Xi Jinping and Vladimir Putin signed more than 30 trade deals, with a particular focus on energy, as the two countries reinforced their ties in Beijing, the South China Morning Postreports. The two leaders also slammed the U.S. for its "unilateral deployment of anti-missile systems all over the world."


FindFace, a revolutionary facial recognition tool made in Russia, makes it possible to instantly identify an attractive stranger or petty criminal. But it could also provide states with new ways to monitor their citizens' activities. From Moscow, Emmanuel Grynszpan writes for Le Temps: "A few days after FindFace went viral, Russia's online trolls came out in full force. A group of anti-pornography advocates started using the app to reveal the real identity of hundreds of young Russian women who posed nude in videos or magazines, or prostituted themselves on the internet. Some went even further by harassing the young women and their families on VK, with numerous Russian media outlets covering the ensuing controversy."

Read the full article, Anonymity Killer, Russian App Takes Facial Recognition Mainstream.


Gudni Johannesson, a 47-year-old historian new to politics, won Iceland's presidential election amid anger at political elites after the revelations of the Panama Papers. "The last few weeks have been unforgettable. Life changing, and in the best possible way," Johannesson said.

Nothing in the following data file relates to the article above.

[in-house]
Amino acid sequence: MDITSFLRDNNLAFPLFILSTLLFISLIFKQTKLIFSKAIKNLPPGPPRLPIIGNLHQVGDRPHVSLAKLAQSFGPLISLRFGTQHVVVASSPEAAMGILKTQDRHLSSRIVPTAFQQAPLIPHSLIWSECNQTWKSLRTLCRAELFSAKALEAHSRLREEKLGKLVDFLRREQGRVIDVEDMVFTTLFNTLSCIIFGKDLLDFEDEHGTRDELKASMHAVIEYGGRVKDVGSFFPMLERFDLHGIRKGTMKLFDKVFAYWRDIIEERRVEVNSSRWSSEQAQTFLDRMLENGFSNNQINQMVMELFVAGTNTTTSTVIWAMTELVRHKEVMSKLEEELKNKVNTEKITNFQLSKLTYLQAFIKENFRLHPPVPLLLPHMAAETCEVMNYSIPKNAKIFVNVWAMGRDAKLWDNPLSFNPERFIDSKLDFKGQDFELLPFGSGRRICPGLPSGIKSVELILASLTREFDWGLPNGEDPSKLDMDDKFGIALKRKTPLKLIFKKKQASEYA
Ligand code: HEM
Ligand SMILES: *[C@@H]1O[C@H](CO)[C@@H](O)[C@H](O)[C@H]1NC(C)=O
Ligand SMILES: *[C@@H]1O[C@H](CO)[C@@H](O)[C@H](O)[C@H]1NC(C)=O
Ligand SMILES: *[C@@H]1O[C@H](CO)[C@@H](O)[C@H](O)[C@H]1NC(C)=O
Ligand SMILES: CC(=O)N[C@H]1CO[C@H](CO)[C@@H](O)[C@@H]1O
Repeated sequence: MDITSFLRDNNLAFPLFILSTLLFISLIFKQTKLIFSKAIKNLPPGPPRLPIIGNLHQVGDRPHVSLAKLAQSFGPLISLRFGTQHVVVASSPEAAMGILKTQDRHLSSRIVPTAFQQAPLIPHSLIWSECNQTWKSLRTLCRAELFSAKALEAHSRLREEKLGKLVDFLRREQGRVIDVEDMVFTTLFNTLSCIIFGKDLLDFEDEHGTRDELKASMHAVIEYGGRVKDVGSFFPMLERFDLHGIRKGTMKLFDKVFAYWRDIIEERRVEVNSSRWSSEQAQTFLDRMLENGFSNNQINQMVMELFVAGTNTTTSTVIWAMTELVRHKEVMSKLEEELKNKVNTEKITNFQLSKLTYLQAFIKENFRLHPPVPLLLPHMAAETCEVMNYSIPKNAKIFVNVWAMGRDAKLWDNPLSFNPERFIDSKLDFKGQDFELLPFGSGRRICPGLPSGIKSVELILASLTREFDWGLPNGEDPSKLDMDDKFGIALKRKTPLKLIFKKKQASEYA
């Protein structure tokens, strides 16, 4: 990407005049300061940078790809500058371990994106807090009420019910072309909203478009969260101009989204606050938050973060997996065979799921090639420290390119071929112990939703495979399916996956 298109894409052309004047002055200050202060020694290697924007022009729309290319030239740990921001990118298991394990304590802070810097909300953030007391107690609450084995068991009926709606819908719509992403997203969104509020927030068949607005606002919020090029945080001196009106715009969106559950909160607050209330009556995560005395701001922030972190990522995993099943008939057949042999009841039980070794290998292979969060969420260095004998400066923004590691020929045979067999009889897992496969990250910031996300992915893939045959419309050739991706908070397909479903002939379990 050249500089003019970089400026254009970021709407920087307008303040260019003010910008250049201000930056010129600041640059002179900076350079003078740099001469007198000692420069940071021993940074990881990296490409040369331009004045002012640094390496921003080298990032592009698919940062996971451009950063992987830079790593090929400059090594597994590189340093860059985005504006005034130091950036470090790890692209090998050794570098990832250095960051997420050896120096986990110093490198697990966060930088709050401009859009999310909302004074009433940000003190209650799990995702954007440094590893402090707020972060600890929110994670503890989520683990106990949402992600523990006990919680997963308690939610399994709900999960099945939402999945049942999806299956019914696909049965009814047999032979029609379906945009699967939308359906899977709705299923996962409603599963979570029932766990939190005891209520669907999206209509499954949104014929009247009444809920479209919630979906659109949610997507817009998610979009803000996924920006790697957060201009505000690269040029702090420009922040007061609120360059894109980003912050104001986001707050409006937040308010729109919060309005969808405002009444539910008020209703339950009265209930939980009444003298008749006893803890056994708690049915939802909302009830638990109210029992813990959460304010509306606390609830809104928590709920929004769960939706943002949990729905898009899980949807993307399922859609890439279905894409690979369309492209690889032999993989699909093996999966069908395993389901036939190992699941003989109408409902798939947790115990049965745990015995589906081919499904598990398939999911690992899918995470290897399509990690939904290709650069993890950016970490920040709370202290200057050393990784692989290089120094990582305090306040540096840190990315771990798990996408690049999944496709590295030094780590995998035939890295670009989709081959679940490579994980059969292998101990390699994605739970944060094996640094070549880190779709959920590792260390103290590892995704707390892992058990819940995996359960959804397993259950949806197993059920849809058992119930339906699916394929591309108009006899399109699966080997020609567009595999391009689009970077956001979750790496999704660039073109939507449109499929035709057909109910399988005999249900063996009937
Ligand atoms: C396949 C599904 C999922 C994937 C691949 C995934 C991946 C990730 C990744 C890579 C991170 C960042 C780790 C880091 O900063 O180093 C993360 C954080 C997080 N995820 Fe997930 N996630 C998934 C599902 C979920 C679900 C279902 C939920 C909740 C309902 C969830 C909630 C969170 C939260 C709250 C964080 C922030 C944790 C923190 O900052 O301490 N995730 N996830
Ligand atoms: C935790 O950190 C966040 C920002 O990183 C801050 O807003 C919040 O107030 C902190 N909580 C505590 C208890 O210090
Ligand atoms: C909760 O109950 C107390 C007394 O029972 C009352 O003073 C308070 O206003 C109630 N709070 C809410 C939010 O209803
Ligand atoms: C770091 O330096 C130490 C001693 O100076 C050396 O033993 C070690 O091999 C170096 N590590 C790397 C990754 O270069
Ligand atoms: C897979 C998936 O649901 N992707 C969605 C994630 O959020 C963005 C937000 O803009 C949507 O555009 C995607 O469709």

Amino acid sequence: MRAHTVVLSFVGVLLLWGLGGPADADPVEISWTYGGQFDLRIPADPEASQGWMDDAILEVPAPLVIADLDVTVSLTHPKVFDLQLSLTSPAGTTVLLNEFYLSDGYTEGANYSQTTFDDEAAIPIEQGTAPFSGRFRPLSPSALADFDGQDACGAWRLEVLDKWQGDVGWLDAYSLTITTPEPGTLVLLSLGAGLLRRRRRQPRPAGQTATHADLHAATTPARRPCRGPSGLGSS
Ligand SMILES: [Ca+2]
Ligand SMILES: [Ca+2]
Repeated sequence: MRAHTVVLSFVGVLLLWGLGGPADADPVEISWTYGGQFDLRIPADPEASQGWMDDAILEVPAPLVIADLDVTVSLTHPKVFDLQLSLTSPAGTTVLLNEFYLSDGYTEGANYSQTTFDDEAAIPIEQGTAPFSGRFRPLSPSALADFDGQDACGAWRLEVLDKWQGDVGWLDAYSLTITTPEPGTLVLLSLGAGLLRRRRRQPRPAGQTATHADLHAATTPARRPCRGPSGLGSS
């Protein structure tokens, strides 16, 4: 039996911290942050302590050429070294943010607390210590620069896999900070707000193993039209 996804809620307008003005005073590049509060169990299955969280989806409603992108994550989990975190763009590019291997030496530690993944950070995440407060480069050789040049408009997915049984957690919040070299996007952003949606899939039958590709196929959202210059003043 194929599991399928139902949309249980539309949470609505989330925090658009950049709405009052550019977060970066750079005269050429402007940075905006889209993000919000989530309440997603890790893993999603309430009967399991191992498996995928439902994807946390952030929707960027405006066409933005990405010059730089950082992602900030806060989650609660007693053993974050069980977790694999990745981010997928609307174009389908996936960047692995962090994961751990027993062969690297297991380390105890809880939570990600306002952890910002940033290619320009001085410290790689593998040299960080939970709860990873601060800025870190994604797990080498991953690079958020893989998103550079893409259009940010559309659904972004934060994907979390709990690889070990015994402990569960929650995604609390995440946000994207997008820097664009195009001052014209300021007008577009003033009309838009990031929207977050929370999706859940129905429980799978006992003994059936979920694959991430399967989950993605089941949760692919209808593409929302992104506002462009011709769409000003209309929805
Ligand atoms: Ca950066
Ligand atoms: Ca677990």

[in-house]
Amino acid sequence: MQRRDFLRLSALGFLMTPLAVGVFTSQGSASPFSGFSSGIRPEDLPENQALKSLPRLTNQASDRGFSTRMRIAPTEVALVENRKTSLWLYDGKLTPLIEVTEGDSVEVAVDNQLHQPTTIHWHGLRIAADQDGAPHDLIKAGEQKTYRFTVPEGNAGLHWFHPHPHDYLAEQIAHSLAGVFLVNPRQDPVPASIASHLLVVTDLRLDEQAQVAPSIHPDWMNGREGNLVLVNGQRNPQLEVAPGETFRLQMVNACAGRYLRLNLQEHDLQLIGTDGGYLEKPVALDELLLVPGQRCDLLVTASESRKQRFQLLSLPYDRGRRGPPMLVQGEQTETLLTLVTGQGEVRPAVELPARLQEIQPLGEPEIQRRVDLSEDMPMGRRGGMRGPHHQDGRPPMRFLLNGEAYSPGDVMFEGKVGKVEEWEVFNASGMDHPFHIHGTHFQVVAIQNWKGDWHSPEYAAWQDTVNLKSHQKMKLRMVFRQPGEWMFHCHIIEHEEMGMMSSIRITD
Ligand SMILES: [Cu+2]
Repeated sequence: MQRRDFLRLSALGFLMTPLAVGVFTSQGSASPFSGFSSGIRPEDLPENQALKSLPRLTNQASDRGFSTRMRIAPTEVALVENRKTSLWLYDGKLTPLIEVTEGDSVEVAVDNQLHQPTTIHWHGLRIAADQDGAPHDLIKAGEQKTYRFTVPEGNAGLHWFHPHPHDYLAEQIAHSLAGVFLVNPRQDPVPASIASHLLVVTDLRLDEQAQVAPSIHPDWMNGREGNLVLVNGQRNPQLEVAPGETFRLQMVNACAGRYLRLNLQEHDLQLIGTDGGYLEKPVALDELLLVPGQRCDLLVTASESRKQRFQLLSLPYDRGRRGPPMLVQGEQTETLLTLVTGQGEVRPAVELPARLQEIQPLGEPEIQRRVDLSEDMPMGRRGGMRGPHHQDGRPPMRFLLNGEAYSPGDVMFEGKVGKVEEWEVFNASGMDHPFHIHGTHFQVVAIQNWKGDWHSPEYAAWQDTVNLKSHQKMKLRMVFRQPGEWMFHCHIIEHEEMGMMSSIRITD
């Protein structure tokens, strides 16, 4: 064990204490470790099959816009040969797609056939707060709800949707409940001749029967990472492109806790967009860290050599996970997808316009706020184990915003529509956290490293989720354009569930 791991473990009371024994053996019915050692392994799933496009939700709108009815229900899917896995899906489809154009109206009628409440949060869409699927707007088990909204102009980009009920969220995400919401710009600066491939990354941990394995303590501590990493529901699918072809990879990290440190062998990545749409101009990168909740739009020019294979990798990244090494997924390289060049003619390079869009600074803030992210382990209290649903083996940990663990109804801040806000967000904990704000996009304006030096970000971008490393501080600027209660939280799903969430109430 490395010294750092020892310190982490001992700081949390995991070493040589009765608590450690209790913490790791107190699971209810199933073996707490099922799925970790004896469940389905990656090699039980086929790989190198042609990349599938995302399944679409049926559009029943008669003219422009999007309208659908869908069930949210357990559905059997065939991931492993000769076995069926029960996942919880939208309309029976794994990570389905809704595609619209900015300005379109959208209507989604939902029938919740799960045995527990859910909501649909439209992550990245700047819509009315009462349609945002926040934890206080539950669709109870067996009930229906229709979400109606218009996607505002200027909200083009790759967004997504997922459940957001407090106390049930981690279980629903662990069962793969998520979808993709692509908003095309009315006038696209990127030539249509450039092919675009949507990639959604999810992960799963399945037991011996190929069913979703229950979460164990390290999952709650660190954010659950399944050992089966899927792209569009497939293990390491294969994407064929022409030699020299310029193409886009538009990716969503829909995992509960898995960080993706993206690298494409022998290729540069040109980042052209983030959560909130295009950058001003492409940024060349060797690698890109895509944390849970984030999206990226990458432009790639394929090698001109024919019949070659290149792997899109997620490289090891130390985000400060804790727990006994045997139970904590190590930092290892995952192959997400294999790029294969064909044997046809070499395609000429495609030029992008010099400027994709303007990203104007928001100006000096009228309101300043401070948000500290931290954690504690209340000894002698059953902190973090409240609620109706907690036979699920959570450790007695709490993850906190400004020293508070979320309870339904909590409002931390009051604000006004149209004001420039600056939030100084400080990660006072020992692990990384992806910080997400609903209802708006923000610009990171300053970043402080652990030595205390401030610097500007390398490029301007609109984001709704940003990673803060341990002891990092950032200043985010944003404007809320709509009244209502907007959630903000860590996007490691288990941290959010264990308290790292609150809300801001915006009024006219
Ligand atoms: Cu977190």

Norway has set up a new record for the world's tallest Midsummer bonfire, at 47.4 meters — 155.5 feet.


Iraqi forces have recaptured the city of Fallujah, more than two years after it fell into ISIS' control and after a month-long operation, Al Jazeera reports. Prime Minister Haider al-Abadi visited the liberated city yesterday and urged all Iraqis to "get out and celebrate."


A Mayan Line — Tulum, 1989


A Singapore Airlines plane burst into flames this morning after an emergency landing at the city-state's Changi Airport. All passengers are safe despite the scare.



After missing a penalty that saw Argentina lose the Copa America at the hands (or, rather, feet) of Chile, five-time FIFA World Player of the Year Lionel Messi announced he wouldn't play for his national team anymore. After Brexit, another Messi adios?

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Lionel To Lorenzo: Infecting My Son With The Beautiful Suffering Of Soccer Passion

This is the Argentine author's fourth world cup abroad, but his first as the father of two young boys.

photo of Lionel Messi saluting the crowd

Argentina's Lionel Messi celebrates the team's win against Australia at the World Cup in Qatar

Ignacio Pereyra

I love soccer. But that’s not the only reason why the World Cup fascinates me. There are so many stories that can be told through this spectacular, emotional, exaggerated sport event, which — like life and parenthood — is intense and full of contradictions.

This is the fourth World Cup that I’m watching away from my home country, Argentina. Every experience has been different but, at times, Qatar 2022 feels a lot like Japan-South Korea 2002, the first one I experienced from abroad, when I was 20 years old and living in Spain.

Now, two decades later, living in Greece as the father of two children, some of those memories are reemerging vividly.